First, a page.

We explore the conditions under which the particle number conservation constraint deforms the predictions of fragmentation observables as calculated in the grand canonical ensemble. We derive an analytical formula allowing to extract canonical results from a grand canonical calculation and vice versa. This formula shows that exact canonical results can be recovered for observables varying linearly or quadratically with the number of particles, independent of the grand canonical particle number fluctuations. We explore the validity of such grand canonical extrapolation for different fragmentation observables in the framework of the analytical Grand Canonical or Canonical Thermodynamical Model [(G)CTM] of nuclear multifragmentation. It is found that corrections to the grand canonical expectations can be evaluated with high precision, provided the system does not experience a first order phase transition. In particular, because of the Coulomb quenching of the liquid-gas phase transition of nuclear matter, we find that mass conservation corrections to the grand canonical ensemble can be safely computed for typical observables of interest in experimental measurements of nuclear fragmentation, even if deviations exist for highly exclusive observables.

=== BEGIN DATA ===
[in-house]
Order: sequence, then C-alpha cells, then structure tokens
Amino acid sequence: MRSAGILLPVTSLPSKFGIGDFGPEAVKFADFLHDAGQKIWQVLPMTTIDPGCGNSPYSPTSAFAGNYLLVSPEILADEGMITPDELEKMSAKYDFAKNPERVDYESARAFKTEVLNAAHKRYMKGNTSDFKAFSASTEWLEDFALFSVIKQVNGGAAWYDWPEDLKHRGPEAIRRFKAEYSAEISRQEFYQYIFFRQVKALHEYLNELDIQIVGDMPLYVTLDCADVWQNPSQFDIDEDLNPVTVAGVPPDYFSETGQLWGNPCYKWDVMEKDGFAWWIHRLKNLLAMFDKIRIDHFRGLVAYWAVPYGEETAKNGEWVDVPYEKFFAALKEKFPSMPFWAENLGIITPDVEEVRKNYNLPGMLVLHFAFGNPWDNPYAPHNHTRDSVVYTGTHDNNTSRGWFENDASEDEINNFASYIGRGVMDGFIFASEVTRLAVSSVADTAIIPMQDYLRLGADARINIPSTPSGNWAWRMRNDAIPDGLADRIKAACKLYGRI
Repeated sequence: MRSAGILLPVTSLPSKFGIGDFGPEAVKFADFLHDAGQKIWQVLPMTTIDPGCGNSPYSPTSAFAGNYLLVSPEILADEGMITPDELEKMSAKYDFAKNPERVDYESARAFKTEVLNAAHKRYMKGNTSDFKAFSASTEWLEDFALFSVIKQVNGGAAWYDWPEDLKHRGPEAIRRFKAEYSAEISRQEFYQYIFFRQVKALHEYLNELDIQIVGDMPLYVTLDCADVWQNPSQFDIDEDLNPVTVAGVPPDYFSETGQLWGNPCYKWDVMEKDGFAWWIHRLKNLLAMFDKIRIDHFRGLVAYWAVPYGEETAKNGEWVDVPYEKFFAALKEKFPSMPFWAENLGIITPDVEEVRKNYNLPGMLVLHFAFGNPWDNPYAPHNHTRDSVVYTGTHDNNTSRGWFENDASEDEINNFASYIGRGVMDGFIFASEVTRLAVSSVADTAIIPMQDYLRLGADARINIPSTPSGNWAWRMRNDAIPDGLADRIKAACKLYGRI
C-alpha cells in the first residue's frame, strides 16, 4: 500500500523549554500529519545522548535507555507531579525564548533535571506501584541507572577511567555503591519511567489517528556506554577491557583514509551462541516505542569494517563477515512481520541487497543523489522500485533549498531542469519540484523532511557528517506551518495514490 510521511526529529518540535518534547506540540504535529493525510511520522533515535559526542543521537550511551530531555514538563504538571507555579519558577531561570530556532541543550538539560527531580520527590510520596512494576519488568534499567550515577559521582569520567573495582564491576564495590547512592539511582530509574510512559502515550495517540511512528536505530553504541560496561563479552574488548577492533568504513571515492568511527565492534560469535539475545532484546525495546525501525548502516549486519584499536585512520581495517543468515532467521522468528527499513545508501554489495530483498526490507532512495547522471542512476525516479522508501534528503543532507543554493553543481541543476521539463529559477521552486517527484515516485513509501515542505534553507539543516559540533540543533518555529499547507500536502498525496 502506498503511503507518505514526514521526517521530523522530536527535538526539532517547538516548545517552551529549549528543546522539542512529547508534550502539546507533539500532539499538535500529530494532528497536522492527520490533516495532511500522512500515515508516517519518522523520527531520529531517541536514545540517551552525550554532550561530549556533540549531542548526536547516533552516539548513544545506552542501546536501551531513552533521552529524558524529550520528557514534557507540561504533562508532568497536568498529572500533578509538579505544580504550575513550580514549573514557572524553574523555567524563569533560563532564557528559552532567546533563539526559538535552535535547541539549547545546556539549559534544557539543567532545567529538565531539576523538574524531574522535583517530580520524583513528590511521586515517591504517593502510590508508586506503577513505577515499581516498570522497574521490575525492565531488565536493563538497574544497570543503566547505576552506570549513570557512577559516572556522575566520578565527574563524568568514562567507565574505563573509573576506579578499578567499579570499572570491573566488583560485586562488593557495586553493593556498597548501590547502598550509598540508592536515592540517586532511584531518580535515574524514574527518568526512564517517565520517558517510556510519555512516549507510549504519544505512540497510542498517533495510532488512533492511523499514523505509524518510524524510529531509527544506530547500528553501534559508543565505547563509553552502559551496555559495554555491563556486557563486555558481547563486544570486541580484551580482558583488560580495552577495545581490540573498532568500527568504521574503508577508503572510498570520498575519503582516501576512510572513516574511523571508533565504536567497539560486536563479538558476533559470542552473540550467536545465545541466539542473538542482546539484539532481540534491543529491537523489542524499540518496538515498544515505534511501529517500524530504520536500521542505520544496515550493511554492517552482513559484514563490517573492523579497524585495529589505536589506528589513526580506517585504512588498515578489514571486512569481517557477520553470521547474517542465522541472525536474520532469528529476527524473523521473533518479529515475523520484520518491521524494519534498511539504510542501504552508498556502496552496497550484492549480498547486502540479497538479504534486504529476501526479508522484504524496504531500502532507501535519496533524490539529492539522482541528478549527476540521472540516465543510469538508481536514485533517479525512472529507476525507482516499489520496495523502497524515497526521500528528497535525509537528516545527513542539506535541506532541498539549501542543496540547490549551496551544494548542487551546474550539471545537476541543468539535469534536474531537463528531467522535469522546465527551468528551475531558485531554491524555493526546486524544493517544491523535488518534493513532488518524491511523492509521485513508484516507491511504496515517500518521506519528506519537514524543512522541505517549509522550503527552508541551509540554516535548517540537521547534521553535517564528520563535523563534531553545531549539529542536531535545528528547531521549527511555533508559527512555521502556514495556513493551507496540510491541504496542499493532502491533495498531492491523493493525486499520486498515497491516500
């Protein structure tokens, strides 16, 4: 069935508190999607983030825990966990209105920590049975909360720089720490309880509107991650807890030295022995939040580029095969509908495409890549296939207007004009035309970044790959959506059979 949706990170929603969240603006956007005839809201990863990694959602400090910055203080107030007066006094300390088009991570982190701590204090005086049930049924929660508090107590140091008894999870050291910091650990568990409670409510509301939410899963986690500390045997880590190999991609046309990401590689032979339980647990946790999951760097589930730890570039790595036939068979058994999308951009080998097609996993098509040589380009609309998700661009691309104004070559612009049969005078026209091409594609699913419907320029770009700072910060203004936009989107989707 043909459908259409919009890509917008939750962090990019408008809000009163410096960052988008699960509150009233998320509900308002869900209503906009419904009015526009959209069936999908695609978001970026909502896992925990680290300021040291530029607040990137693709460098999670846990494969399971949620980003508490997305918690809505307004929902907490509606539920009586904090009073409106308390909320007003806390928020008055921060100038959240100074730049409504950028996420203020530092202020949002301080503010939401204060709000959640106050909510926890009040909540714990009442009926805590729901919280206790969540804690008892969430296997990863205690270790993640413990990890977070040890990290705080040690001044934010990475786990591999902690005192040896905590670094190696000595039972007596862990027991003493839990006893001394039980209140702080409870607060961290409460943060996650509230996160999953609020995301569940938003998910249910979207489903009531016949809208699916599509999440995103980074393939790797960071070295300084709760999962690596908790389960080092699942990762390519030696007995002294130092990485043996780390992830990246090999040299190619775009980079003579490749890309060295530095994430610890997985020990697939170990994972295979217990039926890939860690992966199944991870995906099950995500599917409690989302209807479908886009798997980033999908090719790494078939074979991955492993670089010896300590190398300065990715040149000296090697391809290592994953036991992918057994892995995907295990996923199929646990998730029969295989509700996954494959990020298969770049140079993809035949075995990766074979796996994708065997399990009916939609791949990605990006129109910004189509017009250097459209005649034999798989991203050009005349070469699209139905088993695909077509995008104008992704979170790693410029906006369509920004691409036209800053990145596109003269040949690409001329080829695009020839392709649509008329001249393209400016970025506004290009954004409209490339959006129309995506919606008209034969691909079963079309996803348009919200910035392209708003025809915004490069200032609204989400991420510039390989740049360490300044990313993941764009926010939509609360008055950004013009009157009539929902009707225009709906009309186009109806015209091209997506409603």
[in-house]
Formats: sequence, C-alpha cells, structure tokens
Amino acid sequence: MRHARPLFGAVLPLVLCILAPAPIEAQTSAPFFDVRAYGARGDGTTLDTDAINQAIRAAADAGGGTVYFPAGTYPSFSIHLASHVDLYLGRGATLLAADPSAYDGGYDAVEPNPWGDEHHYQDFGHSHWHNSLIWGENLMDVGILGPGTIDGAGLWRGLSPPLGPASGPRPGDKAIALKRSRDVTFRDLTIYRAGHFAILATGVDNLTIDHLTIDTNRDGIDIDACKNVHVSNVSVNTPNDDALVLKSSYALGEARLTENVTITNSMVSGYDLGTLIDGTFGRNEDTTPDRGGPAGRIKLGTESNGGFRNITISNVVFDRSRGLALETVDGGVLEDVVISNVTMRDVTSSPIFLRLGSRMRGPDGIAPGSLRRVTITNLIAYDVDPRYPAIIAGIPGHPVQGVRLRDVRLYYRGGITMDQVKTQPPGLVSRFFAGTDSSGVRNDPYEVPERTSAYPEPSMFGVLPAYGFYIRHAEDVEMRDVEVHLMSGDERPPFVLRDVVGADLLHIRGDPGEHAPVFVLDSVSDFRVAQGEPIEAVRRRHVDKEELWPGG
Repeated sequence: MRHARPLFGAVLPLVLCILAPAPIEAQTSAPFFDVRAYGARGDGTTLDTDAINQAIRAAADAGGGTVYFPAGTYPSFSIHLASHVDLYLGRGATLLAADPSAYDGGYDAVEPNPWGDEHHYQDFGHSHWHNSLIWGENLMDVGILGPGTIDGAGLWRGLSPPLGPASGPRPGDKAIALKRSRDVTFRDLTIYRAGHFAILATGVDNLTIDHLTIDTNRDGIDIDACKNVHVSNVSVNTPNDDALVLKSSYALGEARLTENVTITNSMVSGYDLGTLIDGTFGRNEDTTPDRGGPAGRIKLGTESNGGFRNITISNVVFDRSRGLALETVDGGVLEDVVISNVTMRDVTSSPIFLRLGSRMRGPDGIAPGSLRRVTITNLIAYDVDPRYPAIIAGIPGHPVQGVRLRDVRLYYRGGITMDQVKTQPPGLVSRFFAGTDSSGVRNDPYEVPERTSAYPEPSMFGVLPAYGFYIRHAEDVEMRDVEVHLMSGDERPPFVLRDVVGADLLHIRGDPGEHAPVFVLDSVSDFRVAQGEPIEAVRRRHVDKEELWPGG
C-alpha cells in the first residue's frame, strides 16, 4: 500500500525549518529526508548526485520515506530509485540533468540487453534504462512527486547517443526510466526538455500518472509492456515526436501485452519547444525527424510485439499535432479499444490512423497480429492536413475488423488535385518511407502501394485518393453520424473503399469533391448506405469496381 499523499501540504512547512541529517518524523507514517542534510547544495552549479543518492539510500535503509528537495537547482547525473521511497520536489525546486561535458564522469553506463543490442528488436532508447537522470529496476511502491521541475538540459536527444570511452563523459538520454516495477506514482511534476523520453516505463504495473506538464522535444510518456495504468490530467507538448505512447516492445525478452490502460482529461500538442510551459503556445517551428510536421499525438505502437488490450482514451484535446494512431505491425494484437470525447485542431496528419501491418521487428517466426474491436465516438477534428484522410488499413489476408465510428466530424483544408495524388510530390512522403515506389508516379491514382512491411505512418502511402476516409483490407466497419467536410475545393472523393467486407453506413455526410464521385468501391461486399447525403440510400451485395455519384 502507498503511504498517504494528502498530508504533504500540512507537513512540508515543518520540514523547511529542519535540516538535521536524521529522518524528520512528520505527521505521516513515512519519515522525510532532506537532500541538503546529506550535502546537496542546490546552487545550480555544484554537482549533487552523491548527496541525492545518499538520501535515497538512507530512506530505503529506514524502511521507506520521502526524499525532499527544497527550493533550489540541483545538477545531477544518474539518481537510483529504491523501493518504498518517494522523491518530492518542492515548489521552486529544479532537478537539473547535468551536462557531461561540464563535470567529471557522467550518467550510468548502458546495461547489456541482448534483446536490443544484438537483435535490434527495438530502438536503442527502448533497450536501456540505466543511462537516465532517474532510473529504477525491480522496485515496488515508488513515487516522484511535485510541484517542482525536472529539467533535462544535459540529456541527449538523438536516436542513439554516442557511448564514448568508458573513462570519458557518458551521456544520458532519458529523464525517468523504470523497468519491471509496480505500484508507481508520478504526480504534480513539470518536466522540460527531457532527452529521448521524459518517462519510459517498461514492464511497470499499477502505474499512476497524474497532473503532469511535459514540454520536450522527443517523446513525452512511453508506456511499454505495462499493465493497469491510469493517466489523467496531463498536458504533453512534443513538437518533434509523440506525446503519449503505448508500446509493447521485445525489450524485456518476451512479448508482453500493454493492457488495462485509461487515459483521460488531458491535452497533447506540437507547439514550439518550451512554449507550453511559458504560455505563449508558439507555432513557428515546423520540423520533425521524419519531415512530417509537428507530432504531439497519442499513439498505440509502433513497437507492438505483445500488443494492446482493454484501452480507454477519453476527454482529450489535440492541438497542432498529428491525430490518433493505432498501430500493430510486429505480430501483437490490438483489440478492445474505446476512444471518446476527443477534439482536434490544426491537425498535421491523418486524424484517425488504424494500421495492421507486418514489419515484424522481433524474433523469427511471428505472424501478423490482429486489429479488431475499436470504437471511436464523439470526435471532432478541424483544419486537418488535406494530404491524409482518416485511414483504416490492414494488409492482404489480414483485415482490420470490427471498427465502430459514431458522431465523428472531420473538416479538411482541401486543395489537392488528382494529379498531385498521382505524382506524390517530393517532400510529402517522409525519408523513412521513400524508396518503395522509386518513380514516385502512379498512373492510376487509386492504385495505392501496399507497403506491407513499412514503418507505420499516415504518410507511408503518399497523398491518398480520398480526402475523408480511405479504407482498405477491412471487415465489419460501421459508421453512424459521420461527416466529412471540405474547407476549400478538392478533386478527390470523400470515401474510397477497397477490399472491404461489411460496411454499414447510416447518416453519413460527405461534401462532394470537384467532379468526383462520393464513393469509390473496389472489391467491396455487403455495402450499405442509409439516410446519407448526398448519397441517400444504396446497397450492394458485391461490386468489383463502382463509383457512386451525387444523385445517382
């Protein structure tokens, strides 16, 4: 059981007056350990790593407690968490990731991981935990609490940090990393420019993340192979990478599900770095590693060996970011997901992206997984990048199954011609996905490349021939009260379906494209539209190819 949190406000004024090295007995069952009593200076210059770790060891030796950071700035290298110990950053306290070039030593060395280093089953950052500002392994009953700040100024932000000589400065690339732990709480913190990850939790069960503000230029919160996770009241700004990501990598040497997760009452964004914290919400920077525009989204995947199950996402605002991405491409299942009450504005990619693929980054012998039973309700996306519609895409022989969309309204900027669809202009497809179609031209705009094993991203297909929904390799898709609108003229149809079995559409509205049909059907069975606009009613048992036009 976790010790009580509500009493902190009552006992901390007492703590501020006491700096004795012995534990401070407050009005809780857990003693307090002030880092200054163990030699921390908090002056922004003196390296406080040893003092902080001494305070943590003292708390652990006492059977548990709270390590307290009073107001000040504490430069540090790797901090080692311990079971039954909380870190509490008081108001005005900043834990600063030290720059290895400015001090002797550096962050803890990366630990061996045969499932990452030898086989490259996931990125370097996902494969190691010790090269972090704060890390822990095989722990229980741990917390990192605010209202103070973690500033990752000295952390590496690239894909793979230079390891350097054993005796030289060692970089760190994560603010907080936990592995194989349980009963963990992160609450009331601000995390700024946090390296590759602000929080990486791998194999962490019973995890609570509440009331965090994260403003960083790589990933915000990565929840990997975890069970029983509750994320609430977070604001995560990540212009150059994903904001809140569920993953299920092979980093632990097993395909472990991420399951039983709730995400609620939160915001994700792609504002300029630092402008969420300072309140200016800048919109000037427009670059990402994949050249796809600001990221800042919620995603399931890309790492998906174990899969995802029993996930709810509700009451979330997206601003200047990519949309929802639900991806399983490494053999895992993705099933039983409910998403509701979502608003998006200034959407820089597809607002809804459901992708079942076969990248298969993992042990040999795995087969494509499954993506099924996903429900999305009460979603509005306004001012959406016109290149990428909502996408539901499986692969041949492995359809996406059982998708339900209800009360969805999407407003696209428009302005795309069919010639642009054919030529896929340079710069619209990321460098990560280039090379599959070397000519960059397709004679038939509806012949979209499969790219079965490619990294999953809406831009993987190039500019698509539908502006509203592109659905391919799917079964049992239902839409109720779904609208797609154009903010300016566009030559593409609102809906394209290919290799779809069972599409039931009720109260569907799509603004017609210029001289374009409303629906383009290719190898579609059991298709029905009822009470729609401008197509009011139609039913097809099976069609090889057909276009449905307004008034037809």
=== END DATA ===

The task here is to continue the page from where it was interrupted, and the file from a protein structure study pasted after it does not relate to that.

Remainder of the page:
Abstract:
We propose a new formulation of the statistical multifragmentation model based on the analysis of the virial expansion for a system of the nuclear fragments of all sizes. The developed model not only enables us to account for short-range repulsion, but also to calculate the surface free energy which is induced by the interaction between the fragments. We propose a new parameterization for the liquid phase pressure which allows us to introduce a compressible nuclear liquid into the statistical multifragmentation model. The resulting model is exactly solvable and has no irregular behavior of the isotherms in the mixed phase region that is typical for mean-field models. The general conditions for the 1-st and 2-nd (or higher) order phase transitions are formulated. It is shown that all endpoints of the present model phase diagram are the tricritical points, if the Fisher exponent $\tau$ is in the range $\{3}{2} \le \tau \le 2$. The treatment of nuclear liquid compressibility allows us to reduce the tricritical endpoint density of the statistical multifragmentation model to one third of the normal nuclear density. A specific attention is paid to of the fragment size distributions in the region of a negative surface tension at supercritical temperatures.